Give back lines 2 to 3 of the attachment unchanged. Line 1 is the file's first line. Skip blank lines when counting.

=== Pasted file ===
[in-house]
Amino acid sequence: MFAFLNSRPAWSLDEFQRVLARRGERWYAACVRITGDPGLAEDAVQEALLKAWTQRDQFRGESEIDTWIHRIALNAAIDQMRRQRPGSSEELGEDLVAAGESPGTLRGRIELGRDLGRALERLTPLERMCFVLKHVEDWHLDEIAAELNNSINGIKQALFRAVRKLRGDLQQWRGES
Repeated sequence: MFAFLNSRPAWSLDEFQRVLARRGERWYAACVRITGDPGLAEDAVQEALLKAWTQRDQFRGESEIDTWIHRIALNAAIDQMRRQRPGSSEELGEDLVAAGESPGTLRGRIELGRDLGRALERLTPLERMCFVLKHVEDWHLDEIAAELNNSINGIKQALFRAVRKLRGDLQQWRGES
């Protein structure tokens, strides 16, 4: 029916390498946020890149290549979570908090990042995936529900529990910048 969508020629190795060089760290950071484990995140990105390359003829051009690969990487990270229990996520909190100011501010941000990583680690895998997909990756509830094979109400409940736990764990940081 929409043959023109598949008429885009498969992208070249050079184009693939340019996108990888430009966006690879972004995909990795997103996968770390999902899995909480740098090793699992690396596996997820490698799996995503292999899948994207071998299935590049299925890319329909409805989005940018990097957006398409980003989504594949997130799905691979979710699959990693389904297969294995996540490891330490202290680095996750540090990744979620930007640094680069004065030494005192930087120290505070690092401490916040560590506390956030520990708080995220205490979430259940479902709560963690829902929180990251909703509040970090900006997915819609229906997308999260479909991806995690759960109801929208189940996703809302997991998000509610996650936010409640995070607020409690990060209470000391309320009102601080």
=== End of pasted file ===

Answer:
Amino acid sequence: MFAFLNSRPAWSLDEFQRVLARRGERWYAACVRITGDPGLAEDAVQEALLKAWTQRDQFRGESEIDTWIHRIALNAAIDQMRRQRPGSSEELGEDLVAAGESPGTLRGRIELGRDLGRALERLTPLERMCFVLKHVEDWHLDEIAAELNNSINGIKQALFRAVRKLRGDLQQWRGES
Repeated sequence: MFAFLNSRPAWSLDEFQRVLARRGERWYAACVRITGDPGLAEDAVQEALLKAWTQRDQFRGESEIDTWIHRIALNAAIDQMRRQRPGSSEELGEDLVAAGESPGTLRGRIELGRDLGRALERLTPLERMCFVLKHVEDWHLDEIAAELNNSINGIKQALFRAVRKLRGDLQQWRGES